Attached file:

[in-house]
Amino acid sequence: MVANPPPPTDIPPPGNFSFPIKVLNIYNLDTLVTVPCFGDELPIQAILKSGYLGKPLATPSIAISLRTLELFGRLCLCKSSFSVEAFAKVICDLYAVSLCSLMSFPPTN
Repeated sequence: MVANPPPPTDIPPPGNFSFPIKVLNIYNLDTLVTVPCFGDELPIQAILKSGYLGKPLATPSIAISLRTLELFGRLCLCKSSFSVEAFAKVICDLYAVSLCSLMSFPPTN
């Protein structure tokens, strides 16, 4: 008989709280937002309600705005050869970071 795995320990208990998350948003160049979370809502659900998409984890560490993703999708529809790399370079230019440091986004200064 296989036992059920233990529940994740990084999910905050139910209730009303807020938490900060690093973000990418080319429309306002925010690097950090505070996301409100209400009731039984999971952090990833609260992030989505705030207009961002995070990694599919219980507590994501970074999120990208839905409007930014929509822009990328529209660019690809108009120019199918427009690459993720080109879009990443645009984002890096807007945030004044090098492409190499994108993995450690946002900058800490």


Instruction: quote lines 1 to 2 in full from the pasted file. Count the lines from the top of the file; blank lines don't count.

[in-house]
Amino acid sequence: MVANPPPPTDIPPPGNFSFPIKVLNIYNLDTLVTVPCFGDELPIQAILKSGYLGKPLATPSIAISLRTLELFGRLCLCKSSFSVEAFAKVICDLYAVSLCSLMSFPPTN